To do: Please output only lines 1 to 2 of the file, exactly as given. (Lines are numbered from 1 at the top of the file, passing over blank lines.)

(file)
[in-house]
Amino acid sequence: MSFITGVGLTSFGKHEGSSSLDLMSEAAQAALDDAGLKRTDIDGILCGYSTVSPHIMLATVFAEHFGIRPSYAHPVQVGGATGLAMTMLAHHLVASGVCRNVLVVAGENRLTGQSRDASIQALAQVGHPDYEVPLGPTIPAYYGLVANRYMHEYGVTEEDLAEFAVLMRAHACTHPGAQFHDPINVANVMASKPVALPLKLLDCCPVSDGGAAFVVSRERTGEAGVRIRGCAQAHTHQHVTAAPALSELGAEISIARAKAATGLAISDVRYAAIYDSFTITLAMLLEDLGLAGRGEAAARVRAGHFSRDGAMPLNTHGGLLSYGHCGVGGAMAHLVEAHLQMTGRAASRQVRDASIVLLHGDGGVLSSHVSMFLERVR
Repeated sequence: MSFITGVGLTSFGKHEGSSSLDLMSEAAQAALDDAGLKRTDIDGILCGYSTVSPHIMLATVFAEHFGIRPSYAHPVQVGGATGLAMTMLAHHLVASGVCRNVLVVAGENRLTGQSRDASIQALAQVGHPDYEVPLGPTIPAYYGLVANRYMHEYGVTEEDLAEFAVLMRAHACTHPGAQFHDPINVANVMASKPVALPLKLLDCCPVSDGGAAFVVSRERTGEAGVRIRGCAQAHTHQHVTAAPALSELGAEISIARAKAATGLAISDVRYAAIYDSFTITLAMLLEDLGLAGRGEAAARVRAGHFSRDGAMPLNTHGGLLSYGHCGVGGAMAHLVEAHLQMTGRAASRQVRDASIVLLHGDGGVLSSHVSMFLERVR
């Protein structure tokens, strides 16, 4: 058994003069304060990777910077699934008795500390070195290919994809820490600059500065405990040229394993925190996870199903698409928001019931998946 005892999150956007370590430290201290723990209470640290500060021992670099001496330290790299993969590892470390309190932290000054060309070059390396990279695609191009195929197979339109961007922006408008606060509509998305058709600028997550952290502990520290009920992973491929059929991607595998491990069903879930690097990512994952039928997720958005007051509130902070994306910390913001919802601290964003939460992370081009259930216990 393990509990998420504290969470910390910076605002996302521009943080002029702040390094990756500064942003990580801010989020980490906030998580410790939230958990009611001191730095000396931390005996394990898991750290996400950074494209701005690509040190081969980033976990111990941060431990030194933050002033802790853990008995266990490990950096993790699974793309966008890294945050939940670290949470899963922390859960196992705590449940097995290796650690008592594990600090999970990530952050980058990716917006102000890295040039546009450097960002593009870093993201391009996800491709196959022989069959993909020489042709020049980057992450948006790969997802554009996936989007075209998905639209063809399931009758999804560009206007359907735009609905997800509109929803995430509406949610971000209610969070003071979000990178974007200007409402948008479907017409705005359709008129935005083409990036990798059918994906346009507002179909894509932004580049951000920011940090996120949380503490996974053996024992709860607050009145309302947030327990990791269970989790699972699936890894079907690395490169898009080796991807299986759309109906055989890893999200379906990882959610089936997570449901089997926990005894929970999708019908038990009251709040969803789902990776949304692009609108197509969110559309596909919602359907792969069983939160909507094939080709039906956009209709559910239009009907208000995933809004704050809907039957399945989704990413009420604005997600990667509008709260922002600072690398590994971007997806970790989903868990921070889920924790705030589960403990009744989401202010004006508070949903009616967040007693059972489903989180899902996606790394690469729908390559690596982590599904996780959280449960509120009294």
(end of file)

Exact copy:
[in-house]
Amino acid sequence: MSFITGVGLTSFGKHEGSSSLDLMSEAAQAALDDAGLKRTDIDGILCGYSTVSPHIMLATVFAEHFGIRPSYAHPVQVGGATGLAMTMLAHHLVASGVCRNVLVVAGENRLTGQSRDASIQALAQVGHPDYEVPLGPTIPAYYGLVANRYMHEYGVTEEDLAEFAVLMRAHACTHPGAQFHDPINVANVMASKPVALPLKLLDCCPVSDGGAAFVVSRERTGEAGVRIRGCAQAHTHQHVTAAPALSELGAEISIARAKAATGLAISDVRYAAIYDSFTITLAMLLEDLGLAGRGEAAARVRAGHFSRDGAMPLNTHGGLLSYGHCGVGGAMAHLVEAHLQMTGRAASRQVRDASIVLLHGDGGVLSSHVSMFLERVR